Turkish warplane downed by Syria 'may have crossed border'

Turkish F-4 Phantom jet (file) The Turkish military lost radio contact with the F-4 Phantom while it was flying over Hatay province

Turkey's President, Abdullah Gul, has said the Turkish fighter jet shot down by Syria's air defence forces on Friday may have violated Syrian airspace.

Mr Gul said it was routine for warplanes flying at high speed to cross borders for short distances.

Syria has said it engaged the aircraft in its airspace "according to the laws that govern such situations", and that it crashed into the Mediterranean Sea.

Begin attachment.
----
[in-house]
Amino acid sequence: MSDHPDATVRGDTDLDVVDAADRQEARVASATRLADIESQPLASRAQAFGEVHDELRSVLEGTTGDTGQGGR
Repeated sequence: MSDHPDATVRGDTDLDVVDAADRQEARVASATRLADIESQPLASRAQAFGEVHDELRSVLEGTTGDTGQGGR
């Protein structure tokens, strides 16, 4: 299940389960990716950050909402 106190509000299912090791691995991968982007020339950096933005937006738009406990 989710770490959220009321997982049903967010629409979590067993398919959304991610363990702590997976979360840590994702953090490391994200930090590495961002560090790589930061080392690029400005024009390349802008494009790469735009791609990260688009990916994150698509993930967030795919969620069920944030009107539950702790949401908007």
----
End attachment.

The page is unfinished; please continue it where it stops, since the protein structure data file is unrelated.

The Turkish and Syrian navies are searching for the two crew members.

Relations between Nato-member Turkey and Syria, once close allies, have deteriorated sharply since the uprising against Syrian President Bashar al-Assad began in March 2011. More than 30,000 Syrian refugees have fled the violence across the border into Turkey.

After a cross-border shooting by Syrian security forces in April that left two refugees dead at a camp near the town of Kilis, Turkey said it would not tolerate any action that it deemed violating its security.


The Turkish response to the downing of one of its fighter jets by Syrian forces has been strikingly low-key. Official statements have been terse. Turkey is not challenging the official Syrian account of what happened, but nor is it yet accepting it.